How to Make Better Decisions with Nicole Glaros
INTRODUCTION: Welcome to the Daily Bolster. Each day we welcome transformational executives to share their real world experiences and practical advice about scaling yourself, your team, and your business.
Matt Blumberg: Welcome to The Daily Bolster. I'm Matt Blumberg, co- founder and CEO of Bolster, and I'm here today with Nicole Glaros. Nicole is an entrepreneur, she's an executive, she's an investor, she's a board member, she's an advisor. She is a parent, a wife, a daughter, a traveler, a lover of all things outside, and a friend. And I am also proud to be able to call you a friend after knowing you for many years, and that was a great bio. So welcome to the Daily Bolster, and I would love to ask you about decision making. As you know, our audience is CEOs and founders. You, in your various roles, have had times in your life where you have had to make 500 decisions a day. I would love to hear your framework for making better decisions.
Nicole Glaros: I think the fascination with decision making really came when I started to get very heavily into investing. And as an investor, the decisions that you make, you don't actually know whether they're good or bad for a decade or more. And so how do you have a proxy for whether or not you're good at decision making? And I also think that there is this tendency to, when we have a good outcome, you attribute it to skill. " I'm really good at this," right? And when there's a bad outcome, you attribute it to bad luck. " Oh, I had really bad luck on that." And it struck me that in investing specifically, but also with executives, that tendency is really inflated. We tend to think really great of ourselves, and we have great outcomes and if there are bad outcomes, we blame it on external factors. And so as an investor and as an executive, you are defined by how good the decisions that you make are. And so this is how I became fascinated. I've done a lot of reading and researching on it.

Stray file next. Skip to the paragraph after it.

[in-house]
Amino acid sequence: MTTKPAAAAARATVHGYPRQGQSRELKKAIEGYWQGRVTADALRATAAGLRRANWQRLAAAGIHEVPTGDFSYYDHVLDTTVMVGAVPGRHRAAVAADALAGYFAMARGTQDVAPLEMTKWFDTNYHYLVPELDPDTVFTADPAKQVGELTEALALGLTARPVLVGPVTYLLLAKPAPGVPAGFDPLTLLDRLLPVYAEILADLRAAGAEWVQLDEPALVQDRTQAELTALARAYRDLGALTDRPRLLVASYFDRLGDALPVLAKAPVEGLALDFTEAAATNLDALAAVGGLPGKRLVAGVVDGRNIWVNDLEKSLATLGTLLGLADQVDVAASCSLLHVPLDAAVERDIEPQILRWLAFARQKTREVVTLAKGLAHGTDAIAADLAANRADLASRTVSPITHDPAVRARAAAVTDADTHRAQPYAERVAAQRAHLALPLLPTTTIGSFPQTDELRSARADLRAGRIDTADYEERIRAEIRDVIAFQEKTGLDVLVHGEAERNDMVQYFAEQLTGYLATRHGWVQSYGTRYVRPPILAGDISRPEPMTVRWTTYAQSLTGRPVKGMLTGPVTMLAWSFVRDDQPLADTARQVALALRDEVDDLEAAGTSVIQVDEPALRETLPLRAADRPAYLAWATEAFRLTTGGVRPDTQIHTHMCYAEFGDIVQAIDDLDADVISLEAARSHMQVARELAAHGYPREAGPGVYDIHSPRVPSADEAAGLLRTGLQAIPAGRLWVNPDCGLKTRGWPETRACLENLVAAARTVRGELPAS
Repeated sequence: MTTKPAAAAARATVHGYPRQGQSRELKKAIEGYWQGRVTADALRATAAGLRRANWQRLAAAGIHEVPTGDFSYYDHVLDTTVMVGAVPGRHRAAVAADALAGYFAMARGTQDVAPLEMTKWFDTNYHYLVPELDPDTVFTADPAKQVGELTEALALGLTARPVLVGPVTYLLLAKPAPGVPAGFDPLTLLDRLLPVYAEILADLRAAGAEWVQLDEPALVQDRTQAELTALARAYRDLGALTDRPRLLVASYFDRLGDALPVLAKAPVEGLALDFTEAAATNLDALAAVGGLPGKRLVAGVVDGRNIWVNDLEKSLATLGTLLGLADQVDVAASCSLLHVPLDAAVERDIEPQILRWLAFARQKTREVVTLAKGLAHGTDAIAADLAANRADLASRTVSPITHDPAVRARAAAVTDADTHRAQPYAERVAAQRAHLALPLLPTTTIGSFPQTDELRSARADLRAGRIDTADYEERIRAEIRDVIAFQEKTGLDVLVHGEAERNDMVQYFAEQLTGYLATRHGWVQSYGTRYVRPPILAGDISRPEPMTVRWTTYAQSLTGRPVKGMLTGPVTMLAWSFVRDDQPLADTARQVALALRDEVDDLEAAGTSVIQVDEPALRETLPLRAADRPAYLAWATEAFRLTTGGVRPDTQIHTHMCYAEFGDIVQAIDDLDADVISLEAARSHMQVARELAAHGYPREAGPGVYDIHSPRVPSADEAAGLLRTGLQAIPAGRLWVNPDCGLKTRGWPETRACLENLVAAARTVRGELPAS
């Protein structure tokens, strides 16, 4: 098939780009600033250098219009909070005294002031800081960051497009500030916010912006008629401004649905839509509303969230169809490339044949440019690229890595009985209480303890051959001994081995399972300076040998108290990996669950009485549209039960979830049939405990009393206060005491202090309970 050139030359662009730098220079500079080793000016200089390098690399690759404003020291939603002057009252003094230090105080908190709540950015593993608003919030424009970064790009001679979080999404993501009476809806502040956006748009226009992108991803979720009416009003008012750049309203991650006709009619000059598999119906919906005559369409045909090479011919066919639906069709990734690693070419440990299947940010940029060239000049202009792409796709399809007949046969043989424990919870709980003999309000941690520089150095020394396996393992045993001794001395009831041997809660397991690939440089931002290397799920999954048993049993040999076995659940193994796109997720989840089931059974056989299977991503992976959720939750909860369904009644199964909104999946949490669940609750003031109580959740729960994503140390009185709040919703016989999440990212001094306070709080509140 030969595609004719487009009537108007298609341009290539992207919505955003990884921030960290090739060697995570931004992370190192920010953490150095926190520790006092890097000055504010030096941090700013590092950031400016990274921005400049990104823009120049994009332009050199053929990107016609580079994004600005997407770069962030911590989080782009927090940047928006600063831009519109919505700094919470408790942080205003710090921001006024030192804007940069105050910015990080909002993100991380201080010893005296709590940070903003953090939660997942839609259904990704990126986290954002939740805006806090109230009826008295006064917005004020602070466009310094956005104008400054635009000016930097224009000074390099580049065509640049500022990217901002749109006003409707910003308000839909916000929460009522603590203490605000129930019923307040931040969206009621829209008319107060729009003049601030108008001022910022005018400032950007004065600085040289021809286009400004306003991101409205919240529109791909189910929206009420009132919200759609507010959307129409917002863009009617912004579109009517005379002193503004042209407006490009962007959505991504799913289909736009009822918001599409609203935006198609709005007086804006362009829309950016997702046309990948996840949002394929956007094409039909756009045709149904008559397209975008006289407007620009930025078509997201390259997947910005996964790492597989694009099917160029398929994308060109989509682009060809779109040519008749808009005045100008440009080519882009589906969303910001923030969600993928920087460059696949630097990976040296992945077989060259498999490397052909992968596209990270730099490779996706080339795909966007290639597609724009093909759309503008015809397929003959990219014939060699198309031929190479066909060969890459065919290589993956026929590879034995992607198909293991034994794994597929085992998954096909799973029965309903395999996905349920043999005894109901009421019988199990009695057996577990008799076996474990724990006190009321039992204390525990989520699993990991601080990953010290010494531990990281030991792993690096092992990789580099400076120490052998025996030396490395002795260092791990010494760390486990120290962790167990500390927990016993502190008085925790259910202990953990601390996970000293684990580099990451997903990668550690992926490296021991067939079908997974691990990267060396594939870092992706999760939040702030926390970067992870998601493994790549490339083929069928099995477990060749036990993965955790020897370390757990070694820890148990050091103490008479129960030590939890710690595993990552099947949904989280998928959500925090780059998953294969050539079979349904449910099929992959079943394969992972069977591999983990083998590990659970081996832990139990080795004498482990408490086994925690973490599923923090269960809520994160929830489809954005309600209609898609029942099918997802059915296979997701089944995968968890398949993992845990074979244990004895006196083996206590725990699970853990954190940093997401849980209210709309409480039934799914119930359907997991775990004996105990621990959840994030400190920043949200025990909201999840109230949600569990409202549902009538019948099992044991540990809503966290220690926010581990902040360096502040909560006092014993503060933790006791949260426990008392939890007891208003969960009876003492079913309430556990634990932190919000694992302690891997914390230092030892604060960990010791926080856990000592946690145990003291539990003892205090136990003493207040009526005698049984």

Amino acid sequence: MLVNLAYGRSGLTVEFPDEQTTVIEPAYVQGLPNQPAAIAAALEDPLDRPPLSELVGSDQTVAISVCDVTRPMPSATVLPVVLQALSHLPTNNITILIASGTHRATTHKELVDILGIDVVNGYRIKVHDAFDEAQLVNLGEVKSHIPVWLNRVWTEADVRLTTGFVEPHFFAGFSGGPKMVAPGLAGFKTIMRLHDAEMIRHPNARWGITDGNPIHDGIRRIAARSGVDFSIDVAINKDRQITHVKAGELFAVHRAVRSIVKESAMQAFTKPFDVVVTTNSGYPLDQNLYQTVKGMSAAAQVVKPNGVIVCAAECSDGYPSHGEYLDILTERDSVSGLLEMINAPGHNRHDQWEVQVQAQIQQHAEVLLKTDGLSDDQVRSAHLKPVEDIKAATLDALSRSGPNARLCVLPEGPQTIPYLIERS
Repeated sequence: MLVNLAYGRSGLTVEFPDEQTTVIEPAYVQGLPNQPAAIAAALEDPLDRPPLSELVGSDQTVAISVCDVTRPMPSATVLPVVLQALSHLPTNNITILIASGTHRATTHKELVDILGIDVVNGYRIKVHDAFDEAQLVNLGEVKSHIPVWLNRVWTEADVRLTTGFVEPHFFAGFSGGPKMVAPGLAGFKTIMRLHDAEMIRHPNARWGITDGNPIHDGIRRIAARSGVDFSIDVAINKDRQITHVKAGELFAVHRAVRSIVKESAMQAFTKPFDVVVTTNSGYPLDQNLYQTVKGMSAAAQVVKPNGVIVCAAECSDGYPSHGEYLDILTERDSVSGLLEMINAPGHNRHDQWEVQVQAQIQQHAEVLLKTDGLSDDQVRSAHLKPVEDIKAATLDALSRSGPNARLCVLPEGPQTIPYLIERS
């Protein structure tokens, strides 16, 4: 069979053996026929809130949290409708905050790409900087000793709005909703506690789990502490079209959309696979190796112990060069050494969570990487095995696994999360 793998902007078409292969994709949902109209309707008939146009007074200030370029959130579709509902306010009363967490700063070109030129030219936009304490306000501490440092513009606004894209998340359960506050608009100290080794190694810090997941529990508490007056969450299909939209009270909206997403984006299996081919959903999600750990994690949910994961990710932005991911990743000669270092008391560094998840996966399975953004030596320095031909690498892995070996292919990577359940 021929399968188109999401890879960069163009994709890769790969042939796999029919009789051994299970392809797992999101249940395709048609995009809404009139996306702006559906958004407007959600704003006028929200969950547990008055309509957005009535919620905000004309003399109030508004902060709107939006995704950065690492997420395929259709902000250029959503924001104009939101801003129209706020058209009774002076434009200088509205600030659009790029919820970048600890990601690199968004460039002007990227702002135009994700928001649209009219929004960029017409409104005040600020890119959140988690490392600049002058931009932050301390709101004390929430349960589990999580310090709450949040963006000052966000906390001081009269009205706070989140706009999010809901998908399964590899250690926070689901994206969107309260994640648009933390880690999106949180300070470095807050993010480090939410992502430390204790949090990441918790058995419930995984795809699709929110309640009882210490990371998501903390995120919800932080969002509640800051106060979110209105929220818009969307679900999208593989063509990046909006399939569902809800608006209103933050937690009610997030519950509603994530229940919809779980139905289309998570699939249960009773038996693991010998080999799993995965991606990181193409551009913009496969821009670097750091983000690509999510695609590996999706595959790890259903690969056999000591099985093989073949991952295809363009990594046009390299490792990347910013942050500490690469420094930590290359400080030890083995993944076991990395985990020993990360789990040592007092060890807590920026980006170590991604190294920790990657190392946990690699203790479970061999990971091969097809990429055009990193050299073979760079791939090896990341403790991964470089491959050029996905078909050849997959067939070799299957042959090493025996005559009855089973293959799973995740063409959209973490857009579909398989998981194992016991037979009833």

Matt Blumberg: I would say you're also defined by how well you recover from the bad ones.
Nicole Glaros: Yeah.
Matt Blumberg: Let's talk about how you make them right in the first place and minimize errors.
Nicole Glaros: Yeah. So I think the very first thing... So in prepping for this, I came up with three highlights, three things that you can do to make better decisions. And the very first one is to just not to confuse luck with skill. You have to know that luck is a massive part of every decision that you make, and when you have a bad decision but a good outcome, you tend to think you're good, but you actually are not good. You're actually bad. But if you have a good decision and bad outcome, actually, if you keep making those good decisions, the bad outcomes over time, that's bad luck, will actually net to positive. And so what you're trying to do is really not confused walk with skill, and that's step one. That's actually really hard for people.
Matt Blumberg: It's so important, and people underestimate the role luck plays in success in business, and that is a story for a whole other conversation.
Nicole Glaros: That's right. That's right.
Matt Blumberg: What's number two?